The Mead’s fall exhibition, This Just In! Additions to the Collection from Pompeii to Today, is on view now through December 29. Included in the exhibition is the Mead’s newly acquired Roman sarcophagus, inscribed with a memorial poem for the two children it once held.
Also on view is an exquisite print by Albrecht Dürer:
Contemporary art by Jonathan Meese:
And so much more.
image sources: 1 / 2 / 3
A new exhibition opens today at the Mead! To Be At The Farther Edge: Photographs along the New England Trail/Barbara Bosworth features twenty photographs exhibited simultaneously at 9 different venues. (Each venue features a different work, or works, by the artist!) Learn more about the artist and the exhibition here.
image credit: Barbara Bosworth, Harry above Briggs Brook Falls, 2012
The following objects–two photographs, a print, and a kimono–were recently acquired and featured in last year’s Reinventing Tokyo exhibition.
image sources: 1 / 2 / 3 / 4
Through Sunday, July 7, you can visit the Mead’s Art for All: Additions to the Collection from Antiquity to Today exhibition and see drawings and photographs by American artist Jared French…
lithographs by Russian artist Oleg Vassiliev based on Anton Chekhov’s short story The House with the Mezzanine…
and more! If you’re in the Amherst, Massachusetts, area, stop by before July 7 anytime Tuesday through Sunday from 9am to 5pm.
image sources: 1 / 2 / 3
Now on view in the Mead’s special exhibition Art for All: Additions to the Collection from Antiquity to Today are six exquisite oshiguma: impressions of kabuki actor’s faces on towels of silk captured after an actor’s performance.
See them while they’re on view through July 7, 2013.
Image sources: left / right
The Mead’s new exhibition, As it Almost Was: Amherst College’s Monuments to Lord Jeffery, is on view in the museum through December 29.
The exhibition features two bronze models of equestrian statues showing Amherst College’s (unofficial) mascot Lord Jeffery Amherst, and tells the story of how Amherst College almost created a monumental landmark of this historical figure.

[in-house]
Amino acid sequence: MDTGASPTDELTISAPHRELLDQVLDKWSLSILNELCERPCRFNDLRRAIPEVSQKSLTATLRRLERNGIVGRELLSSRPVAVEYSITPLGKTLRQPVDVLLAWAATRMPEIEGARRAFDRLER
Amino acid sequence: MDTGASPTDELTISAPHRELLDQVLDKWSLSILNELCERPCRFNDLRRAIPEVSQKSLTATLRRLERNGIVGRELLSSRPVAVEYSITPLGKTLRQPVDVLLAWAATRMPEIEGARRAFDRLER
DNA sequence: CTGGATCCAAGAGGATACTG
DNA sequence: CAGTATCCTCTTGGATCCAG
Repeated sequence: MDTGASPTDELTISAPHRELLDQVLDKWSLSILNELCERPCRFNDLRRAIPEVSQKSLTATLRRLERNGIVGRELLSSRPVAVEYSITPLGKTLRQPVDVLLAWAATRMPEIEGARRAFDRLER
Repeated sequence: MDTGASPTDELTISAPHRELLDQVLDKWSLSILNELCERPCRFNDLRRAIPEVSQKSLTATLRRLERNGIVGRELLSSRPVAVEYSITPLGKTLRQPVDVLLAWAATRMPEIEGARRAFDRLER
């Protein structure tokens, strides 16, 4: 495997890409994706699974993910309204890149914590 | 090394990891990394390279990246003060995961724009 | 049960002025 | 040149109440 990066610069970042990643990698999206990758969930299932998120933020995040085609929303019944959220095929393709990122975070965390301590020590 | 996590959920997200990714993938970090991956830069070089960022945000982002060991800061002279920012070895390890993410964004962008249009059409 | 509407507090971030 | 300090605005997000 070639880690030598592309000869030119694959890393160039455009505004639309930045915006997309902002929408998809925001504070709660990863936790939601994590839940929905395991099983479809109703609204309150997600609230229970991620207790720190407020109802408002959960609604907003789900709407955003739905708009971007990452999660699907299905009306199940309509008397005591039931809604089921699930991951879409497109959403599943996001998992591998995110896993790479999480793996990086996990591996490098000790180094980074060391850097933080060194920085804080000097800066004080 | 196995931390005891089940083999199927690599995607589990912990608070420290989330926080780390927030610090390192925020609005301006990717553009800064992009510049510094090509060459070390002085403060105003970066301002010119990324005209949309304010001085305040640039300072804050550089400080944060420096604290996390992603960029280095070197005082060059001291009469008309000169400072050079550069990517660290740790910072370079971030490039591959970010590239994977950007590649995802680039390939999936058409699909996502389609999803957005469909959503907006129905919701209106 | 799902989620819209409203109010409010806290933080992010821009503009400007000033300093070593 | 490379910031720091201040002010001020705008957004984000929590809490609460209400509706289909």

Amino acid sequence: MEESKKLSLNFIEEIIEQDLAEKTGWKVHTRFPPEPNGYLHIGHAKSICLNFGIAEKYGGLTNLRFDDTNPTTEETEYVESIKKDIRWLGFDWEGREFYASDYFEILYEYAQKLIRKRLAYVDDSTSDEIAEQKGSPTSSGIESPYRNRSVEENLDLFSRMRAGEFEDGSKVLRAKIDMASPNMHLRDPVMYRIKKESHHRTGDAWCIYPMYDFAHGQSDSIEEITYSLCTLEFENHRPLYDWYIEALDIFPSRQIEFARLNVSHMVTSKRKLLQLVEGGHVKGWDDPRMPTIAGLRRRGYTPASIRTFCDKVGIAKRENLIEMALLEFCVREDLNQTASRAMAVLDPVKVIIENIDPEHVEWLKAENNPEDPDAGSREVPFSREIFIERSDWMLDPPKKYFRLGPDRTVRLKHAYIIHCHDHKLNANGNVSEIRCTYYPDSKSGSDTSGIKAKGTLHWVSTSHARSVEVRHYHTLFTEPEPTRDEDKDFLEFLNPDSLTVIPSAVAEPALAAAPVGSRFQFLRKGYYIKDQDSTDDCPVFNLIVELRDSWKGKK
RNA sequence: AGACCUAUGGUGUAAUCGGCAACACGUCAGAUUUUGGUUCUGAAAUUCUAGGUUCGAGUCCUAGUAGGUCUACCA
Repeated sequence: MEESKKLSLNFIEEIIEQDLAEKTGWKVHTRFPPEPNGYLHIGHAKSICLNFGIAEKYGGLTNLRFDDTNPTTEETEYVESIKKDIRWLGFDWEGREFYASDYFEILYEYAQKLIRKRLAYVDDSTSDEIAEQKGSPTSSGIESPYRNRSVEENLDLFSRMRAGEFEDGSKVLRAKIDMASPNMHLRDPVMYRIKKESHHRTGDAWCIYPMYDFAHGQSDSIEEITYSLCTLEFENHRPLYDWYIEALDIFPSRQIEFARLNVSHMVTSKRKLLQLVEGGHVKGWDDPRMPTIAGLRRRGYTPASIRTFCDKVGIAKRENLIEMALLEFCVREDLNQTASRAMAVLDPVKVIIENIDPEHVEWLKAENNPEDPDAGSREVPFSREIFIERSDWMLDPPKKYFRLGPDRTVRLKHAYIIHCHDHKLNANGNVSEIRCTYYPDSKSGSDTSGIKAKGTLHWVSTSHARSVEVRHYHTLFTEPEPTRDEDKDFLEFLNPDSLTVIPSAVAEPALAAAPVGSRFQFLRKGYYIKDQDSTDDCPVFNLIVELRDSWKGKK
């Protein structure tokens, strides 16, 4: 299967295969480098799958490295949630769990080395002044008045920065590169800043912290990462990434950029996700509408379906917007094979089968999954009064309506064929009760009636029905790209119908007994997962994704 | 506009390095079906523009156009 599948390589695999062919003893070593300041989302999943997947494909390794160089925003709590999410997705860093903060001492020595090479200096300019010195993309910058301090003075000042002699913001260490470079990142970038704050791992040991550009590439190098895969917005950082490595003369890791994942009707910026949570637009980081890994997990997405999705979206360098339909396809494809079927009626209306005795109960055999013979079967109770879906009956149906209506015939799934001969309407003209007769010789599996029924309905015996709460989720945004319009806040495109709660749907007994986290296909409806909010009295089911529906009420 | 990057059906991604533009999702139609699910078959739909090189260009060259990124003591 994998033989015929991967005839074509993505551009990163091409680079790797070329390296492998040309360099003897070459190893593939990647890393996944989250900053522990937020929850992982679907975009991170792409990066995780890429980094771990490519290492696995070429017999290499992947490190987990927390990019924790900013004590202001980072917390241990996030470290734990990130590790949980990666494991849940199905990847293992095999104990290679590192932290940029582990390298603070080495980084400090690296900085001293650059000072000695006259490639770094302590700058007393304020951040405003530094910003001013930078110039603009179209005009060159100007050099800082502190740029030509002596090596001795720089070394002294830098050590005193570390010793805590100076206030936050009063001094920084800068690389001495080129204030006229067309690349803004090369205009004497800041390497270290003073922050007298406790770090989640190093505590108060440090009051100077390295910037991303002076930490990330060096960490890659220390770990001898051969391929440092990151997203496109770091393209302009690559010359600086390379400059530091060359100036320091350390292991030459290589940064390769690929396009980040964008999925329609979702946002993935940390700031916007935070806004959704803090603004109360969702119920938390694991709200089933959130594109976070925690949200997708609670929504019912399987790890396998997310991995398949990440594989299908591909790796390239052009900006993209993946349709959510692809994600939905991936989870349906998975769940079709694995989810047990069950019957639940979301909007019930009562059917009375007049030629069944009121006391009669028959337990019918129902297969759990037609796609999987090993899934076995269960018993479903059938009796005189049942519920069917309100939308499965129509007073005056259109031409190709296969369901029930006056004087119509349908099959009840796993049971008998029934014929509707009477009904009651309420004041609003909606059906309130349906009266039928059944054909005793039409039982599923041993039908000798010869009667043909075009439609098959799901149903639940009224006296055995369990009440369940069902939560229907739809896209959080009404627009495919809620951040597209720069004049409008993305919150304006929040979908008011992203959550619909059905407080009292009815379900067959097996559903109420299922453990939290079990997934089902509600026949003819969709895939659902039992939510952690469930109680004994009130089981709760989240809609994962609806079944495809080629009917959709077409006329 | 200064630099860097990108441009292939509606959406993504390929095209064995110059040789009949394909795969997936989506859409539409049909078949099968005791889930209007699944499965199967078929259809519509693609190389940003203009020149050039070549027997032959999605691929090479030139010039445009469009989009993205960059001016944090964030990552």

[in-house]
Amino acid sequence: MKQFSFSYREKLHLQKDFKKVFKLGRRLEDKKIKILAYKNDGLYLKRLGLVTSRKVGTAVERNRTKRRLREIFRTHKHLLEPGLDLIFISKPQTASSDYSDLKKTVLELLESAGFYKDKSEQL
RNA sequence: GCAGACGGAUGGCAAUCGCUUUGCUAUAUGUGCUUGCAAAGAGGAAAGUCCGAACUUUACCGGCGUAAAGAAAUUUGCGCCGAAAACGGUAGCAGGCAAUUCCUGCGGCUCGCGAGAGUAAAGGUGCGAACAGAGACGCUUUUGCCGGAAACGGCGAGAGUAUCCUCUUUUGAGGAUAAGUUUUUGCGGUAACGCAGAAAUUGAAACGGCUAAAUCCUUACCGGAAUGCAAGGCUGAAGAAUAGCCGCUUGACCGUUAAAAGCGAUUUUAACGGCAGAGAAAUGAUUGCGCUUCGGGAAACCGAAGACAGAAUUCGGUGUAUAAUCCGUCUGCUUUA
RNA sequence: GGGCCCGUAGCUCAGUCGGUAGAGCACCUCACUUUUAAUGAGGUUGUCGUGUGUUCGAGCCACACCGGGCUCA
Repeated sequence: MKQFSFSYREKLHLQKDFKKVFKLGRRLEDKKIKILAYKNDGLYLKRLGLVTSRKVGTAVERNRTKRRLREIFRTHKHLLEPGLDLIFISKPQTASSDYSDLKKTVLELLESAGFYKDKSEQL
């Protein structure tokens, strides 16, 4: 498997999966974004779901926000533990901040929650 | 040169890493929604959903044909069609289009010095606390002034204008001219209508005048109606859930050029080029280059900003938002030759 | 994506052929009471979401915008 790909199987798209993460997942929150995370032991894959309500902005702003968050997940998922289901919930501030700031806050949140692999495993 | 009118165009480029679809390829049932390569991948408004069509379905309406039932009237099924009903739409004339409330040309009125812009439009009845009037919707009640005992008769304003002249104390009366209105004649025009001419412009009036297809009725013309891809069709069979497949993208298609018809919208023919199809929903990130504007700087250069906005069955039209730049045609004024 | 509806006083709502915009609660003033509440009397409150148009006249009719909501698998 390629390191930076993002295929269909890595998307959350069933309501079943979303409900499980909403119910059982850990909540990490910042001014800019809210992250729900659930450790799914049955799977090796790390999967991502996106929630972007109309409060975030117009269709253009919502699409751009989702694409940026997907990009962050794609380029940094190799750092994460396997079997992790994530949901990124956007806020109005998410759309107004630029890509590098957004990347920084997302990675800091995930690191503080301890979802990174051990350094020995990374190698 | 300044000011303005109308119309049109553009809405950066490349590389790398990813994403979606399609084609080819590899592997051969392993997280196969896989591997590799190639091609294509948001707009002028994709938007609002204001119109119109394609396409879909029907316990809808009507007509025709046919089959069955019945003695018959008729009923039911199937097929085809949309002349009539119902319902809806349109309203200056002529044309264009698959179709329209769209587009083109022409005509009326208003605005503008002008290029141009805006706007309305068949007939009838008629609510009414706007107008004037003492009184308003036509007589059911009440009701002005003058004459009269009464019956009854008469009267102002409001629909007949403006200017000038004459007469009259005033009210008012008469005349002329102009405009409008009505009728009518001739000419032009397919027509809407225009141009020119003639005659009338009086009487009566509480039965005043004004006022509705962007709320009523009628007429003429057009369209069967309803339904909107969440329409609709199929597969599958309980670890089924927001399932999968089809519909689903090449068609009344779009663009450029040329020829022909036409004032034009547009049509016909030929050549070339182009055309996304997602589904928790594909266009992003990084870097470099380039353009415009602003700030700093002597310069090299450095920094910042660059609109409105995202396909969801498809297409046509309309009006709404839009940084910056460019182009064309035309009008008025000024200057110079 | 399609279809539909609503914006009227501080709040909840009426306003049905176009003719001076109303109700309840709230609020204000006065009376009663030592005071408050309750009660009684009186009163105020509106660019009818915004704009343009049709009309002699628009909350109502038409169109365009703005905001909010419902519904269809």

Image credits: (left) Bela Lyon Pratt, Lord Jeffrey Amherst, 1913, Lent by Carolyn and Lindsey Echelbarger, Amherst College Class of 1974; (right) Sidney Biehler Waugh, Lord Jeffery Amherst, 1930-36/1956, Gift of Charles H. Morgan <source>
This ancient clay tablet from Mesopotamia (ca. 2100-2000 B.C.E.!) is about an inch in size and could fit in the palm of your hand. The small cuneiform script tells us that this “document” served as a receipt for an exchange of five goats.
It’s now on view in the special display Mementoes from Mesopotamia.
image source: Cuneiform Tablet
This special exhibition celebrating the recent growth of Amherst College’s art collection will be on view through July 7, 2013.
Art for All: Additions to the Collection from Antiquity to Today features 130 paintings, drawings, photographs, prints, watercolors, ceramics, glass objects, sculptures, masks, scrolls, videos, and antiquities—most on view for the first time—that represent a cross-section of the more than 900 objects that have entered the Mead’s collection since 2007.
A few works you’ll see inside the exhibition include prints by Russian artist Oleg Vassiliev and photographs by Stephen Petegorsky, Amherst College Class of 1975.
image sources: 1 / 2 / 3 / 4
The special exhibition on view now through December 30 – Reinventing Tokyo: Japan’s Largest City in the Artistic Imagination – features a carefully selected group of woodblock prints, scroll paintings, photographs, kimonos, and fashion dating from the 19th century to the present day, which document the changes that took place as Tokyo modernized and westernized in the Meiji era, became the center of modern urban life in Japan before the Second World War, and rebuilt itself as part of the country’s economic miracle in the postwar decades.
Here’s a sneak peak inside the exhibition…
The Mead is open 9am-midnight Tuesday, Thursday, and Sunday, and 9am-5pm Friday and Saturday. This exhibition is on view through December 30, 2012.
Photo credits: Jim Gipe © Pivot Media
Two weeks ago today, the Mead welcomed American sculptor and performance artist Nick Cave for a public conversation in conjunction with the Mead’s special exhibition Exotic Muses featuring three of Cave’s “soundsuits” and three oil paintings by American artist Robert Henri.
Before the lecture, Nick danced with Amherst students and visitors in the Mead’s outdoor sculpture court. As an undergrad at the Kansas City Art Institute, Nick studied modern dance, and cites his interest in the intersection between movement and art as the basis for the soundsuits. The video below, included in the exhibition, illustrates the movement of Cave’s soundsuits.
During Cave’s public conversation at the Mead, he discussed “moving into a suit” for the first time, saying, “I realized it could be brought to the body, and when I moved in it, it made sound.” He said it was only after stepping into that first suit that he realized what that sound really meant. “When I moved in the suit, I moved into this space where it was about protest, and in order to be heard, you’ve got to make noise.”
You can watch Nick’s public conversation in full on the Mead’s website here.